Best Foreign Language Film 

Ang Lee’s 2000 film Crouching Tiger, Hidden Dragon was nominated for no less than 11 Academy awards, winning in four categories (Best Foreign Language Film, Best Art Direction, Best Original Score and Best Cinematography). This film from Taiwan featured an international cast of ethnic Chinese actors, but as each had different accents, this made it challenging. The actors also performed their own stunts with some incredible martial arts and action sequences. The film was made in Beijing and included superb locations in the provinces of Anhui, Hebei, Jiangsu and Xinjiang. Some of the scenes were also shot in the Gobi Desert.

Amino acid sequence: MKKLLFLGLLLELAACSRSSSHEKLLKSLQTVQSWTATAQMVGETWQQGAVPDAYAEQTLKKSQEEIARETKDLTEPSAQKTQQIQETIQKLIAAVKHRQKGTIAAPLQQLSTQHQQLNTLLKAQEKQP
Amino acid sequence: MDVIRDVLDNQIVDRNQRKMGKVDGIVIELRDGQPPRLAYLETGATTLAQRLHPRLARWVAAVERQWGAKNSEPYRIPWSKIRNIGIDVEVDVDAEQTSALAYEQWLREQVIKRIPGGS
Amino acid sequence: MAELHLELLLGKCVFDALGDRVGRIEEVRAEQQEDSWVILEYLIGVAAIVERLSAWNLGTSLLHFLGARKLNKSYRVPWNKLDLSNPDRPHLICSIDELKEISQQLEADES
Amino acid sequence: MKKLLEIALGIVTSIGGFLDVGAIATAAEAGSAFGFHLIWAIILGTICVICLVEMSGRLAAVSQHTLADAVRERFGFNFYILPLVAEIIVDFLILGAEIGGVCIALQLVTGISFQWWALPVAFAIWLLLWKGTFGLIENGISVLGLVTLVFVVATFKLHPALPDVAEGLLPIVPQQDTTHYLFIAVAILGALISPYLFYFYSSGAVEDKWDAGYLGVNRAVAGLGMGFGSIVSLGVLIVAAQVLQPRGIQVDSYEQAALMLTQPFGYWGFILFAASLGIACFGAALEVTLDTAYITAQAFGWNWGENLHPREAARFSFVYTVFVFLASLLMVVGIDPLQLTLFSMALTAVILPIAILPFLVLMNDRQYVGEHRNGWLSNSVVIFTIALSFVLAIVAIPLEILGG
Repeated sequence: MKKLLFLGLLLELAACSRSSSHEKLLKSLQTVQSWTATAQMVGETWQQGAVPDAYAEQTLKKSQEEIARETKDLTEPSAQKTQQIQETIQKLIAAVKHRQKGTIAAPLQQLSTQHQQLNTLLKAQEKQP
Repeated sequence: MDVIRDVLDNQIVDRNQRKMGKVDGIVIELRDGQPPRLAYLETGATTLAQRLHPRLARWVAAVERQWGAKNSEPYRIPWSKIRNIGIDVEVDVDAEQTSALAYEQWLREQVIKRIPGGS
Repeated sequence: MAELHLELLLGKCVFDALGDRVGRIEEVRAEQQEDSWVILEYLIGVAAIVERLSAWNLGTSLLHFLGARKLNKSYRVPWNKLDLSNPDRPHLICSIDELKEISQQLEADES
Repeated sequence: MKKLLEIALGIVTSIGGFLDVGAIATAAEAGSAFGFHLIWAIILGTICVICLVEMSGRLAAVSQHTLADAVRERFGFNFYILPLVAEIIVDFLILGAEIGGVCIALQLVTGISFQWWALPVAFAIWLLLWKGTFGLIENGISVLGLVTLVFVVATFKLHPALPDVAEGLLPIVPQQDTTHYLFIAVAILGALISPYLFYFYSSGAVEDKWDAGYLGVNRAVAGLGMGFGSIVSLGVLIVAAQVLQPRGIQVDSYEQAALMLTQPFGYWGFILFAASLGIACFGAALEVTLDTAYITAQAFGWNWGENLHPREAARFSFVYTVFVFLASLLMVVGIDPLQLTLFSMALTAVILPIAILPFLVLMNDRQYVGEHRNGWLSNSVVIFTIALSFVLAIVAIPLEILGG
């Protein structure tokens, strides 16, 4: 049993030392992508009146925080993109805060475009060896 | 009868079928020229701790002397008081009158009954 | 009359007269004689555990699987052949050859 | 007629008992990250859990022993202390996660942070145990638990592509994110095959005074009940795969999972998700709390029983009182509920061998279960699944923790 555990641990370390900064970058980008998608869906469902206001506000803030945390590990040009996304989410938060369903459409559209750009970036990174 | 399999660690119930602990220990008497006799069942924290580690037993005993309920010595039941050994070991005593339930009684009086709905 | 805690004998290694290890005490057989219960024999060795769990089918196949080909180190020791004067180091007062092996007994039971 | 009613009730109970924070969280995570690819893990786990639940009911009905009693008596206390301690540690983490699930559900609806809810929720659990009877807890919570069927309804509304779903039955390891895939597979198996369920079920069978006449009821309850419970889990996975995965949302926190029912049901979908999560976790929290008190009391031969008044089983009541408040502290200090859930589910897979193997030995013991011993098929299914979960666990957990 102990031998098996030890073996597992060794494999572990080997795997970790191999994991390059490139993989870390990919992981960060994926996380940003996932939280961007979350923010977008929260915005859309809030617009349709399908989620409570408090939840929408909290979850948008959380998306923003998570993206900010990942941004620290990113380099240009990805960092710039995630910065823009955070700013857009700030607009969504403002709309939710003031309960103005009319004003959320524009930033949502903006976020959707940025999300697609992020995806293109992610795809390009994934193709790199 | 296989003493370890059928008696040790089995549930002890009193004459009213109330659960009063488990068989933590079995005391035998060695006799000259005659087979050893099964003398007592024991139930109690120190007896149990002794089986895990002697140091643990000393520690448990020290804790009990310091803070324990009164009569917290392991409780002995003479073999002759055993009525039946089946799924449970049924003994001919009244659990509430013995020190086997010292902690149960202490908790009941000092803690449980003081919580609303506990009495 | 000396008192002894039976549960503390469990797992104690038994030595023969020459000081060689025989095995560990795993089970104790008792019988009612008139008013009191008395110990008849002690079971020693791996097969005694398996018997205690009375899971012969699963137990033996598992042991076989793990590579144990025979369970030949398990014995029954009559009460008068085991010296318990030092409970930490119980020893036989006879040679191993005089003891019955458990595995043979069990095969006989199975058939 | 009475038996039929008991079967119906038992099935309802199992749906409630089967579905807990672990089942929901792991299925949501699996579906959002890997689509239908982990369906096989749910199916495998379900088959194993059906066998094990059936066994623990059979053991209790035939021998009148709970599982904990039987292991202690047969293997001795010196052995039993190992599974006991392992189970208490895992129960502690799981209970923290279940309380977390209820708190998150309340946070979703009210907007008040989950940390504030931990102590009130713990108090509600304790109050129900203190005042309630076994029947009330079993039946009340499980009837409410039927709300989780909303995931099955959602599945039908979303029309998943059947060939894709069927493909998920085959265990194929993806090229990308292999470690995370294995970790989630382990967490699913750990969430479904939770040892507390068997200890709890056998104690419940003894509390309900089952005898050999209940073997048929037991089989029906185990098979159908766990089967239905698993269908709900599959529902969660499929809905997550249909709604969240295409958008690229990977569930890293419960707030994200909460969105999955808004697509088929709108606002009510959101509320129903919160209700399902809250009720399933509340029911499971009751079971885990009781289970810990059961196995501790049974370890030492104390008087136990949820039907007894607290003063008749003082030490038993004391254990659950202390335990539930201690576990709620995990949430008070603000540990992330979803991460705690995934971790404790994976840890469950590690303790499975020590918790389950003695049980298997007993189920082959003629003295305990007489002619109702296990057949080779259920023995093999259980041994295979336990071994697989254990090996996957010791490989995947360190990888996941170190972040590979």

Ang Lee poses with his award for best directing for "Life of Pi" during the Oscars at the Dolby Theatre on Sunday Feb. 24, 2013, in Los Angeles. (Photo by John Shearer/Invision/AP)

Ang Lee poses with his award for Best Director for “Life of Pi” during the Oscars at the Dolby Theatre on Sunday Feb. 24, 2013, in Los Angeles. Pic: AP.